As for the writing, try the Institute for Excellence in Writing program. It’s expensive, but I’m pleased with the structure and The Mercenary is starting to work through the lessons with some success and not too much frustration. If he can type, that may help. That helped here some, and I also got a copy of Dragon Naturally Speaking, thinking that they could speak their essays. We didn’t end up trying that though.

  14. Laura says:

    Thank you so much for putting this “to paper’ and speaking the words that I have choked down for 2 1/2 years!!

    I am at the end of my rope and feel miserable that there seems nothing left to do but put the children in public school. I realize that I am struggling with issues of ego (failure), with explaining our choices to others, and meeting my fears about public school (after having been a classroom teacher for years).

    I cannot get my children to cooperate and work for me. The oldest stalls and wastes the entire day away, the second has continuous temper tantrums, and the younger ones can’t get any of my attention because of the older two. I know my 4 year old could be reading now if I just had the time to give her! We had to miss a pumpkin patch day today because the older ones hadn’t finished work or basic chores for days.

    I am alternately crying and praying, (and sometimes both at once), and feel no peace about what direction we should go. I think this is once when I hope my husband truly makes the decision for us all!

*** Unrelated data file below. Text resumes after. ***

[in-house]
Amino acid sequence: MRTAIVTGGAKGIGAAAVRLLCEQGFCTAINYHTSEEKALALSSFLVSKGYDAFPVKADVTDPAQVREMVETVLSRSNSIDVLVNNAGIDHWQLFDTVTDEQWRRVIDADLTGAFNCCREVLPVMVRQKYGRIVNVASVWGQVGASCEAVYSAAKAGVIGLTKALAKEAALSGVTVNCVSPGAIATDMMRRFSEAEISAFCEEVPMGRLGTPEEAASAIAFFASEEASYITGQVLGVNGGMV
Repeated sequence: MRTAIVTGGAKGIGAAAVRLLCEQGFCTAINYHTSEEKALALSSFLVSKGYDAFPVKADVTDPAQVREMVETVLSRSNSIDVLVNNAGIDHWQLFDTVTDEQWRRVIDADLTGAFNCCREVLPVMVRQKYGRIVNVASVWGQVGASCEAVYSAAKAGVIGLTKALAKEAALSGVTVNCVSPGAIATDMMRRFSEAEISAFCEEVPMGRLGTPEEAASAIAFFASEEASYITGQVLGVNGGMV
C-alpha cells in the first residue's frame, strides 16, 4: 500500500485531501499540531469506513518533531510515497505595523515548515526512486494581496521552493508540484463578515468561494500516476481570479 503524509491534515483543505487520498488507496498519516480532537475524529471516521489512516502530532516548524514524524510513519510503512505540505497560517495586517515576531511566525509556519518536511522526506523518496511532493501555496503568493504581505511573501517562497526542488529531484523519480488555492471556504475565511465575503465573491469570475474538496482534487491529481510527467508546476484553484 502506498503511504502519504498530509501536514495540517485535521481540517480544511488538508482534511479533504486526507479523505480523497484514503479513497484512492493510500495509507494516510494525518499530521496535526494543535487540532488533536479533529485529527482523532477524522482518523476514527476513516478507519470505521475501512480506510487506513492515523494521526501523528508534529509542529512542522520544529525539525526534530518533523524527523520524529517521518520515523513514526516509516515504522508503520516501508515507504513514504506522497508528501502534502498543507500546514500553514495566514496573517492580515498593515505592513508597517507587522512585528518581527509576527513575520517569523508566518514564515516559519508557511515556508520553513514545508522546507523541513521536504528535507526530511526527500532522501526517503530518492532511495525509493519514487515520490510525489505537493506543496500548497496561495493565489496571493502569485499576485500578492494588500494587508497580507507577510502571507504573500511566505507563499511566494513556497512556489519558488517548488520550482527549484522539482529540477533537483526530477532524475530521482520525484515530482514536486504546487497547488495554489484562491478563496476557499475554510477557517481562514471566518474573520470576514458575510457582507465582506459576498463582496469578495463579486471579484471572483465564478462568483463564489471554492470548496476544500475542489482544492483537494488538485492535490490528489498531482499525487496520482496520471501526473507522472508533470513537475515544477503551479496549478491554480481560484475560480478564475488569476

Thanks again!

    • Amy LeForge says:


      There’s NO shame in sending one or more children to public school. TechnoBoy enrolled in public school this fall, and we’re doing just fine. I was physically ill about the whole thing for a week (that’s how much notice I had that he was truly going to go to school), and then things have been fine. There are still battles, but they’re different now. It might be that everyone made a quantum leap forward, or it could be that having just one less boy reduced a lot of friction. I don’t know. But things are…okay. It’s too soon to guess what the future will bring, but I’m hopeful that he’s gaining some wisdom and perspective now that he’s away from home a bit. Will he choose to come back home? I give it a 50/50 chance right now. Either way, it’s nice to be more peaceful.

      I’ll be praying that your decision brings you peace. In the for what it’s worth department, my sister rather abruptly sent her two oldest to school for a year and it was one of the best decisions she could have made. She didn’t think so at the time, but the kids learned quite a bit and life was better the following year.

  15. krista says: